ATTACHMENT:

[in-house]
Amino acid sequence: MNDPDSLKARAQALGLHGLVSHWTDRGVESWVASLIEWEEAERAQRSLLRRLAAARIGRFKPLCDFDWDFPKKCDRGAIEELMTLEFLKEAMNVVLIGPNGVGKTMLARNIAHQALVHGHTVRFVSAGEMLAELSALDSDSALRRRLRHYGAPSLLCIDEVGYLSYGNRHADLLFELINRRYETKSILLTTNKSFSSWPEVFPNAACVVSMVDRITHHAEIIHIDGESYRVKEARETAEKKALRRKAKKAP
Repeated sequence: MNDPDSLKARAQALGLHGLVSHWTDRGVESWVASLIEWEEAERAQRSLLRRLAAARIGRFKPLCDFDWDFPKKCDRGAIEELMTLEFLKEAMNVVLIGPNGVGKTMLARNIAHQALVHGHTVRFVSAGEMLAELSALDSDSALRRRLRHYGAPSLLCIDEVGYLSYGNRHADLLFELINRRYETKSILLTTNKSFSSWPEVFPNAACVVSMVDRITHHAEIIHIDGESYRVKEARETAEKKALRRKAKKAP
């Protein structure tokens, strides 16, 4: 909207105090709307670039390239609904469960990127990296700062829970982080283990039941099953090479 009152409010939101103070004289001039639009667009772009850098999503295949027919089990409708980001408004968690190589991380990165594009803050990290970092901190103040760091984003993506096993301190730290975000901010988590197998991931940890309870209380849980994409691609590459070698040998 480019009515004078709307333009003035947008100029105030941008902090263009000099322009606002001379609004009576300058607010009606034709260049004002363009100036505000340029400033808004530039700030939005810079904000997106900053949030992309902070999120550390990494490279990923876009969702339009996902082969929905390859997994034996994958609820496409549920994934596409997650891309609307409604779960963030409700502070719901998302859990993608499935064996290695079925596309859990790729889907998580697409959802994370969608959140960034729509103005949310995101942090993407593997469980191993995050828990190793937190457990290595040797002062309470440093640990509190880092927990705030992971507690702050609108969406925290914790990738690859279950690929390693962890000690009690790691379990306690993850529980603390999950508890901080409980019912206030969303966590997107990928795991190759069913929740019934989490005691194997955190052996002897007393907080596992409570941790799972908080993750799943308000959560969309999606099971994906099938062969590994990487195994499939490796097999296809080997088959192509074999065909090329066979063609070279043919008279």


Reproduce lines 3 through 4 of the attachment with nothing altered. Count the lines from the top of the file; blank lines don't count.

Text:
Repeated sequence: MNDPDSLKARAQALGLHGLVSHWTDRGVESWVASLIEWEEAERAQRSLLRRLAAARIGRFKPLCDFDWDFPKKCDRGAIEELMTLEFLKEAMNVVLIGPNGVGKTMLARNIAHQALVHGHTVRFVSAGEMLAELSALDSDSALRRRLRHYGAPSLLCIDEVGYLSYGNRHADLLFELINRRYETKSILLTTNKSFSSWPEVFPNAACVVSMVDRITHHAEIIHIDGESYRVKEARETAEKKALRRKAKKAP
């Protein structure tokens, strides 16, 4: 909207105090709307670039390239609904469960990127990296700062829970982080283990039941099953090479 009152409010939101103070004289001039639009667009772009850098999503295949027919089990409708980001408004968690190589991380990165594009803050990290970092901190103040760091984003993506096993301190730290975000901010988590197998991931940890309870209380849980994409691609590459070698040998 480019009515004078709307333009003035947008100029105030941008902090263009000099322009606002001379609004009576300058607010009606034709260049004002363009100036505000340029400033808004530039700030939005810079904000997106900053949030992309902070999120550390990494490279990923876009969702339009996902082969929905390859997994034996994958609820496409549920994934596409997650891309609307409604779960963030409700502070719901998302859990993608499935064996290695079925596309859990790729889907998580697409959802994370969608959140960034729509103005949310995101942090993407593997469980191993995050828990190793937190457990290595040797002062309470440093640990509190880092927990705030992971507690702050609108969406925290914790990738690859279950690929390693962890000690009690790691379990306690993850529980603390999950508890901080409980019912206030969303966590997107990928795991190759069913929740019934989490005691194997955190052996002897007393907080596992409570941790799972908080993750799943308000959560969309999606099971994906099938062969590994990487195994499939490796097999296809080997088959192509074999065909090329066979063609070279043919008279």